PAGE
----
21 March 2012

It is all in the line, our poverty line

The poverty estimates for 2009-10 in India by the Planning Commission has pegged the per capita per day poverty lines at 28.65 rupees in urban areas and 22.43 rupees in rural areas. Comparable poverty lines for 2004-05 are 19.29 rupees and 14.89 rupees respectively (see a note on poverty estimates for 2004-05).

Compared to 2004-05, the poverty line of 2009-10 has increased by 48.5 per cent and 50.6 per cent in urban and rural areas respectively.  During the same period, the Consumer Price Index for Urban Non-manual Employees (CPI-NME) and Agricultural Labourers (CPI-AL) increased by 48.8 per cent and 54.9 per cent respectively, as indicated in Key Indicators of Household Consumer Expenditure in India 2009-10 (see Table T7, p.17). An independent calculation of the CPI for Industrial Workers (CPI-IW) indicates that between the financial years of 2004-05 and 2009-10 CPI-IW increased by 45.2 per cent. 

The 2004-05 estimates were updated to June 2001 in the Planning Commission's affidavit to the Supreme Court in October 2011 and pegged at 32 rupees and 26 rupees (rather, 32.16 rupees and 26.03 rupees) for urban and rural areas respectively. If 2009-10 estimates are used to update for June 2011 then an inflation accounted for by CPI-IW and CPI-AL indicates a poverty line of  32.25 rupees and 25.35 rupees for urban and rural areas respectively. Thus, the poverty line for rural, if not for urban, India indicates a decline when compared to the affidavit. 

These all may give the impression that we might be close at the urban level but miss the bus at the rural level.  However, a closer look at CPI-IW for food between the two financial years indicates an increase of 58.7 per cent. A relatively higher increase for food in CPI-AL is also expected.

The food price inflation in recent years is a known fact, but it has implications for the methodology used by the Planning Commission. At a given level of basket with food comprising a higher share, the poverty line should have increased more than the general price increase. If this has not happened then as per 2009-10 estimates from the consumption expenditure the price increase in non-food items was higher or something still remains unexplained - the calculation of the poverty line is a black box.

Further, at the actual expenditure there could be a shift in the consumption basket from food to non-food items and this would not be because of choice, but because of compulsions arising out of relative prices. The estimates given by the Planning Commission, who have already done the calculations, do not elaborate on this point. But, then they reiterate that it not about a point, it is a line.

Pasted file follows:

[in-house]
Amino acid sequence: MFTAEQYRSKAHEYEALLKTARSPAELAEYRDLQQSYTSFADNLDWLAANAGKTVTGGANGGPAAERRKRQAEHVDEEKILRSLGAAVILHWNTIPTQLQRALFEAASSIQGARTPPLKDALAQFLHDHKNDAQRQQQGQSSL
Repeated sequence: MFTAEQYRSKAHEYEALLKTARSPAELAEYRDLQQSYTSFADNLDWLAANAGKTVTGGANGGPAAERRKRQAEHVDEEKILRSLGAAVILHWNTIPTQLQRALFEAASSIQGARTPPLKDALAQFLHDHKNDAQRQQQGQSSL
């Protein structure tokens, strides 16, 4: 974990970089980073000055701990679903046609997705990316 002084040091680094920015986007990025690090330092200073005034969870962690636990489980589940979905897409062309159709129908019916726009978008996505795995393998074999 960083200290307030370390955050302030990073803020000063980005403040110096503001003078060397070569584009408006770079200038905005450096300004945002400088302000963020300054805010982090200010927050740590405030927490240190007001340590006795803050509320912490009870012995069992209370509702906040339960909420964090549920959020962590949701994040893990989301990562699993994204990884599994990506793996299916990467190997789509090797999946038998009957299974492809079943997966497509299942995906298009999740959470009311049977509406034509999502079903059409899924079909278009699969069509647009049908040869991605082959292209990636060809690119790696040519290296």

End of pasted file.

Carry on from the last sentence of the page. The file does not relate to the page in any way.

This reminds me of a story. A well meaning ruler appointed 'accomplished' persons as advisers who articulated improving well-being through hard work, dedication and competition. The ruler was so convinced that people who were lazy, casual and non-performers (including the poor, the sick, and the old) were asked to improve, failing which they were banished from the kingdom. The latter was followed in letter and spirit by able and objective administrators who were not swayed by human emotions. Despite that, every time the ruler reviewed the situation there always existed a pool of poor and sick and some young people who looked old. To top it all they were losers and were the ones who could not make use of all the incentives given (in the form of subsidies and tax deductions among others) to succeed. No one could provide any answers.

The ruler was worried and would go into contemplative moods about what went wrong in banishing the lazy hares. Suddenly, one fine day (we will narrate the incident some other time) it chanced upon the ruler that competition by design has to have a winner and a looser. No matter what you do you cannot do away with the looser. Then how does the ruler showcase his achievements among the people and more so among the comity of nations. Reversing the policy of banishing 'lazy hares' or not incentivizing winners is not possible. Thus, the ruler after deliberation with thinkers agreed to take a middle position 'competition that is inclusive'. The change in the slogan was mere cosmetic and things continued as usual except for the fact that the non-performers were not banished. They were allowed to stay and some efforts were made to rehabilitate some of them and in some cases a policy of 'give them fish without teaching them how to catch' was also followed.

The combination of policies did not have the desired effect. Poverty did not get reduced. Good minds were put to work to arrive at a method of calculating poverty. The method did away with the baggage of calorie consumption instead of adding nutritional concerns. It was made robust enough for other minds to have difficulty in comprehending and their efforts in replicating it will only result in they loosing their minds (only Alexander can cut the Gordian knot). Thus, all eyes were on the method. And lo and behold, it showed results.  One has to concede that it is all in the line, our poverty line.

(Revised 21 March and 24 March 2012. Thanks to Mitali Chatterjee, Kinnary Desai and Smit Gade for comments). 

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